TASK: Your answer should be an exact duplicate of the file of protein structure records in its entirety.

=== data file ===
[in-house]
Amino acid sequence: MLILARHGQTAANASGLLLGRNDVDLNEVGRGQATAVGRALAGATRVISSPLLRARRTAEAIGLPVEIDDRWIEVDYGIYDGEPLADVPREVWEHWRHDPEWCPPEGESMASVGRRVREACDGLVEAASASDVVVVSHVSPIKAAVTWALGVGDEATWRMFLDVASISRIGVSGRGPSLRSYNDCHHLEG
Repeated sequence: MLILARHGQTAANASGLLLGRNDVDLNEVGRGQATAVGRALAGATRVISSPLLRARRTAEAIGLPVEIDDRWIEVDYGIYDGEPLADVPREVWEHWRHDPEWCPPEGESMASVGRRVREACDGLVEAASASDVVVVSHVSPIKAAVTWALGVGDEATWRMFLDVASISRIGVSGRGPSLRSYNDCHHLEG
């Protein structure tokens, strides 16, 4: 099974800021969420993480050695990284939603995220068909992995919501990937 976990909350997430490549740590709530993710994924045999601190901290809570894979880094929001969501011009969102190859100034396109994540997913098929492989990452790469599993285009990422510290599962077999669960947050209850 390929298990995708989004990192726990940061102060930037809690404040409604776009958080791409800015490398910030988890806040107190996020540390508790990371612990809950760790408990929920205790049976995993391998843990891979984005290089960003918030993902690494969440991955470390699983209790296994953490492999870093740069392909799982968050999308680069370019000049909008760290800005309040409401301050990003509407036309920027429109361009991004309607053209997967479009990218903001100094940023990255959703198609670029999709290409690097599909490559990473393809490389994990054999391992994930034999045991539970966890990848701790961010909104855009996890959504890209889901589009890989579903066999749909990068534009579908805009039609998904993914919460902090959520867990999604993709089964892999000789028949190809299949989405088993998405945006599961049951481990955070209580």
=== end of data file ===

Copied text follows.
[in-house]
Amino acid sequence: MLILARHGQTAANASGLLLGRNDVDLNEVGRGQATAVGRALAGATRVISSPLLRARRTAEAIGLPVEIDDRWIEVDYGIYDGEPLADVPREVWEHWRHDPEWCPPEGESMASVGRRVREACDGLVEAASASDVVVVSHVSPIKAAVTWALGVGDEATWRMFLDVASISRIGVSGRGPSLRSYNDCHHLEG
Repeated sequence: MLILARHGQTAANASGLLLGRNDVDLNEVGRGQATAVGRALAGATRVISSPLLRARRTAEAIGLPVEIDDRWIEVDYGIYDGEPLADVPREVWEHWRHDPEWCPPEGESMASVGRRVREACDGLVEAASASDVVVVSHVSPIKAAVTWALGVGDEATWRMFLDVASISRIGVSGRGPSLRSYNDCHHLEG
């Protein structure tokens, strides 16, 4: 099974800021969420993480050695990284939603995220068909992995919501990937 976990909350997430490549740590709530993710994924045999601190901290809570894979880094929001969501011009969102190859100034396109994540997913098929492989990452790469599993285009990422510290599962077999669960947050209850 390929298990995708989004990192726990940061102060930037809690404040409604776009958080791409800015490398910030988890806040107190996020540390508790990371612990809950760790408990929920205790049976995993391998843990891979984005290089960003918030993902690494969440991955470390699983209790296994953490492999870093740069392909799982968050999308680069370019000049909008760290800005309040409401301050990003509407036309920027429109361009991004309607053209997967479009990218903001100094940023990255959703198609670029999709290409690097599909490559990473393809490389994990054999391992994930034999045991539970966890990848701790961010909104855009996890959504890209889901589009890989579903066999749909990068534009579908805009039609998904993914919460902090959520867990999604993709089964892999000789028949190809299949989405088993998405945006599961049951481990955070209580």